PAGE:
Note Concerning an Article by Taubes Which Was Published in Science on June 15, 1990

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by John O'M. Bockris (Date estimated July 1, 1990)

The background of the note which was published in Science on June 15 is the following:

A. - Mr. Gary Taubes who is a part time journalist and part time screen writer in Hollywood, approached me on two occasions. In the first he was mild and normal and said that he was trying to write a book on cold fusion. In the second visit he was extremely aggressive and negative and said that he intended to attack cold fusion and to prove the work we had done was fraudulent!

It is obviously to Mr. Taubes' advantage, if he makes his book as sensational as possible. He has a history of writing books which are aggressively and negatively worded descriptions of famous professors. For example, he has attacked Nobel Laureate Rubbia of CERN in this way in a book called Nobel Dreams.

I am not entirely sure whether Taubes really believes what he is saying about the work at Texas A&M but if I look at it from his point of view it is possible that he thought the following.

B. - At Texas A&M, as is well known, two groups have found that tritium is formed on some occasions after prolonged electrolysis of D20 in contact with palladium.

One group, that directed by me, working largely with a graduate student, Nigel Packham, but also with a post doc, Ramesh Kainthla, and an advanced Masters type technician, Omar Velev, had established 13 occasions out of 58 in which the electrolysis leads to the formation of tritium.

When we first found these results we were one of two or three labs, only, in the world in which they had been found.

As you know, the whole fusion situation is an extremely contentious one in which large numbers of people in the field have not been able to replicate the results obtained by other people. To some extent this mystery has had light thrown on it. It is now known that one only gets the anomalous results which seem to hint at the existence of a fusion reaction within the palladium only when the electrolysis is prolonged and leads to a D/Pd ratio of 1.0 or more.

At the time that Taubes started all this, and the very many negative results probably made him think that our own results were wrong and the negative results were right.

In this he was greatly helped and aided and abetted, in fact, by the many physicists who declared that it was impossible to obtain the results which we were getting and then the question arises, "Why were we getting them?".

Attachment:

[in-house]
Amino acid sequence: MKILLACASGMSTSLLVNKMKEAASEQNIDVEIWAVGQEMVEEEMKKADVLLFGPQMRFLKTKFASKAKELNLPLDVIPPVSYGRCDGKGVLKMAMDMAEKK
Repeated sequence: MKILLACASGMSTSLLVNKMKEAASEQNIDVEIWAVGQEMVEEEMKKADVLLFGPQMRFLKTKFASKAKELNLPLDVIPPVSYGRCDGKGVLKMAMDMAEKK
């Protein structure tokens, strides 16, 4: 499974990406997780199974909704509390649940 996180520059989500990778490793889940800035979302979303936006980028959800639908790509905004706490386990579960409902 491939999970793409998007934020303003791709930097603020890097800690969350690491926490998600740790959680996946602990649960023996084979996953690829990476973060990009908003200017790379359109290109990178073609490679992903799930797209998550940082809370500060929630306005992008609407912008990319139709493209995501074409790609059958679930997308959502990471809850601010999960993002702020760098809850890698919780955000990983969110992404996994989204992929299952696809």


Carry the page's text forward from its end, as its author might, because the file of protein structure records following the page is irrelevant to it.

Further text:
Taubes found out several things which made him wonder. For example, upon long forgotten test tubes which had not been examined for many weeks. Taubes interpreted this as an example of tritium finding "just at the right moment." This aroused his suspicion.

Another factor which is behind the article is the role of Charles Martin who competed with Kevin Wolf and myself as professors who were working on this. Martin's cells only gave rise to one tritium finding out of about fifty. In the case of Wolf it was about two out of about one hundred whereas with us it was thirteen out of fifty-eight. One can see that a considerable amount of jealousy existed and the explanation if you cannot get it yourself and you think you are a great electrochemist and you try very hard, - but it is Bockris and Co. who get it, - well, there is something very funny about it....

I think this is the background of it all.

C. - This would all be par for the course and quite good game if the thing had been done fairly. The fair thing, of course, would have been to write an article, and for Science to send it to me and to ask for comments. Then the editors could have decided to publish or not publish as they felt fit and with the use of other referees.

In fact, nothing of this sort was done. The article was kept secret from me except for a few days before it was to be published. It was published in Science magazine without any chance of rebuttal and without my having seen the article except one day before publication.

So, this, of course, was unethical and unfair and something which no decent magazine would ever do. It is also extremely damaging in respect to myself, my graduate student, and my University. What got into Science to do a thing of that type I do not know and that is a mystery which we have to solve. It may well have been that there was some kind of getting together of people to attack me and my co-workers. The field is contentious and there is a great deal of fear in the background on the part of the hot fusion people who are strong in influence at Science. They are over funded in a hopeless task and anybody who gives a chink of light in another direction would get tremendous funds which, of course, would be taken from their budget.